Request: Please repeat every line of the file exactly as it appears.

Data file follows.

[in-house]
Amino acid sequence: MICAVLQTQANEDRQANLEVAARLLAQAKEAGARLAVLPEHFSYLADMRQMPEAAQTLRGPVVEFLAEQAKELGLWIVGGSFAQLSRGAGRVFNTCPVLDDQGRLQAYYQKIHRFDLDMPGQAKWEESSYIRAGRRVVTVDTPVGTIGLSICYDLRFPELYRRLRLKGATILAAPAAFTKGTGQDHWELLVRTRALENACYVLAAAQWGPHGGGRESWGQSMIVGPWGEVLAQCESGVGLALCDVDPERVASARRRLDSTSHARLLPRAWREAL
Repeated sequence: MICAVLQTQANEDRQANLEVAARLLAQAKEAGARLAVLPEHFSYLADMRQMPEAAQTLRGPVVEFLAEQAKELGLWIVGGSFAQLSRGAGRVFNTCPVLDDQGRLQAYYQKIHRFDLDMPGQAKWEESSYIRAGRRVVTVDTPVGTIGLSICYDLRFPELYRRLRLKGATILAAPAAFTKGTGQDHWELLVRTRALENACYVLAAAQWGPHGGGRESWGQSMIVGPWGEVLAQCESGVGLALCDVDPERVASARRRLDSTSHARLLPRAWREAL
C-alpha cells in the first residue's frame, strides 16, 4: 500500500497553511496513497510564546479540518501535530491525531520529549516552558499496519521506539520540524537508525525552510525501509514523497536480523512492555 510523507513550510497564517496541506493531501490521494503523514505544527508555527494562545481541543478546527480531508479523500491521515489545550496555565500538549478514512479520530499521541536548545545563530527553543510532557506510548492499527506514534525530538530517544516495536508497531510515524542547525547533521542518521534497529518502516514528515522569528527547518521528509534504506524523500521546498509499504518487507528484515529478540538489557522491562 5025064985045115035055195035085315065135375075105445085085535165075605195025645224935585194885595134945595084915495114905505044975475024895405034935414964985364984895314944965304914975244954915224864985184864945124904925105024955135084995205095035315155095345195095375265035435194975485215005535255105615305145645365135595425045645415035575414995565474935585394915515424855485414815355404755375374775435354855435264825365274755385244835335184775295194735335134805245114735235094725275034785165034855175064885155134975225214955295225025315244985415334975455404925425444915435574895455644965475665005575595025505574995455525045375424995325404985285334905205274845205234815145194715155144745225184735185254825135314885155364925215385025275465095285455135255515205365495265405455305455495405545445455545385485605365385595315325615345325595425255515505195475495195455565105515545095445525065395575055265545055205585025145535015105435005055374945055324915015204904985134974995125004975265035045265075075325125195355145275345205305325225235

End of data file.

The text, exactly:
[in-house]
Amino acid sequence: MICAVLQTQANEDRQANLEVAARLLAQAKEAGARLAVLPEHFSYLADMRQMPEAAQTLRGPVVEFLAEQAKELGLWIVGGSFAQLSRGAGRVFNTCPVLDDQGRLQAYYQKIHRFDLDMPGQAKWEESSYIRAGRRVVTVDTPVGTIGLSICYDLRFPELYRRLRLKGATILAAPAAFTKGTGQDHWELLVRTRALENACYVLAAAQWGPHGGGRESWGQSMIVGPWGEVLAQCESGVGLALCDVDPERVASARRRLDSTSHARLLPRAWREAL
Repeated sequence: MICAVLQTQANEDRQANLEVAARLLAQAKEAGARLAVLPEHFSYLADMRQMPEAAQTLRGPVVEFLAEQAKELGLWIVGGSFAQLSRGAGRVFNTCPVLDDQGRLQAYYQKIHRFDLDMPGQAKWEESSYIRAGRRVVTVDTPVGTIGLSICYDLRFPELYRRLRLKGATILAAPAAFTKGTGQDHWELLVRTRALENACYVLAAAQWGPHGGGRESWGQSMIVGPWGEVLAQCESGVGLALCDVDPERVASARRRLDSTSHARLLPRAWREAL
C-alpha cells in the first residue's frame, strides 16, 4: 500500500497553511496513497510564546479540518501535530491525531520529549516552558499496519521506539520540524537508525525552510525501509514523497536480523512492555 510523507513550510497564517496541506493531501490521494503523514505544527508555527494562545481541543478546527480531508479523500491521515489545550496555565500538549478514512479520530499521541536548545545563530527553543510532557506510548492499527506514534525530538530517544516495536508497531510515524542547525547533521542518521534497529518502516514528515522569528527547518521528509534504506524523500521546498509499504518487507528484515529478540538489557522491562 5025064985045115035055195035085315065135375075105445085085535165075605195025645224935585194885595134945595084915495114905505044975475024895405034935414964985364984895314944965304914975244954915224864985184864945124904925105024955135084995205095035315155095345195095375265035435194975485215005535255105615305145645365135595425045645415035575414995565474935585394915515424855485414815355404755375374775435354855435264825365274755385244835335184775295194735335134805245114735235094725275034785165034855175064885155134975225214955295225025315244985415334975455404925425444915435574895455644965475665005575595025505574995455525045375424995325404985285334905205274845205234815145194715155144745225184735185254825135314885155364925215385025275465095285455135255515205365495265405455305455495405545445455545385485605365385595315325615345325595425255515505195475495195455565105515545095445525065395575055265545055205585025145535015105435005055374945055324915015204904985134974995125004975265035045265075075325125195355145275345205305325225235